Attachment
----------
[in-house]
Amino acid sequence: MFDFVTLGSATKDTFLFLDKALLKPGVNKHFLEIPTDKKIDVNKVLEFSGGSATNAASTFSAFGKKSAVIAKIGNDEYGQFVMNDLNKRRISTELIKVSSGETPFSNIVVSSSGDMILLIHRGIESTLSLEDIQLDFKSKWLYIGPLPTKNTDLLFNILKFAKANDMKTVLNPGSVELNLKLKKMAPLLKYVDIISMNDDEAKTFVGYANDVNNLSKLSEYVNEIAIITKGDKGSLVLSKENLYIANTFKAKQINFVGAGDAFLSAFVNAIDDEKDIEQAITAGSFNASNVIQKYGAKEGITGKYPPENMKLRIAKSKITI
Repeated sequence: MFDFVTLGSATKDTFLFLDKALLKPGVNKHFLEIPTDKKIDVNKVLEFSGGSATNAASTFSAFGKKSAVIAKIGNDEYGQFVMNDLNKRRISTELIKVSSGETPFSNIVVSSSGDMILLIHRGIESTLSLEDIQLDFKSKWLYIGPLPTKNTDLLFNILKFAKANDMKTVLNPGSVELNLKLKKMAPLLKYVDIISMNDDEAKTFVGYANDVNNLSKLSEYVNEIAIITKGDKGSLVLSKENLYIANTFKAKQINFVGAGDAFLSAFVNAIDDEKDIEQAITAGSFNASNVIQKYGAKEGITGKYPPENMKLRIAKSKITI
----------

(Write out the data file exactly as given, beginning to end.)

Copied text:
[in-house]
Amino acid sequence: MFDFVTLGSATKDTFLFLDKALLKPGVNKHFLEIPTDKKIDVNKVLEFSGGSATNAASTFSAFGKKSAVIAKIGNDEYGQFVMNDLNKRRISTELIKVSSGETPFSNIVVSSSGDMILLIHRGIESTLSLEDIQLDFKSKWLYIGPLPTKNTDLLFNILKFAKANDMKTVLNPGSVELNLKLKKMAPLLKYVDIISMNDDEAKTFVGYANDVNNLSKLSEYVNEIAIITKGDKGSLVLSKENLYIANTFKAKQINFVGAGDAFLSAFVNAIDDEKDIEQAITAGSFNASNVIQKYGAKEGITGKYPPENMKLRIAKSKITI
Repeated sequence: MFDFVTLGSATKDTFLFLDKALLKPGVNKHFLEIPTDKKIDVNKVLEFSGGSATNAASTFSAFGKKSAVIAKIGNDEYGQFVMNDLNKRRISTELIKVSSGETPFSNIVVSSSGDMILLIHRGIESTLSLEDIQLDFKSKWLYIGPLPTKNTDLLFNILKFAKANDMKTVLNPGSVELNLKLKKMAPLLKYVDIISMNDDEAKTFVGYANDVNNLSKLSEYVNEIAIITKGDKGSLVLSKENLYIANTFKAKQINFVGAGDAFLSAFVNAIDDEKDIEQAITAGSFNASNVIQKYGAKEGITGKYPPENMKLRIAKSKITI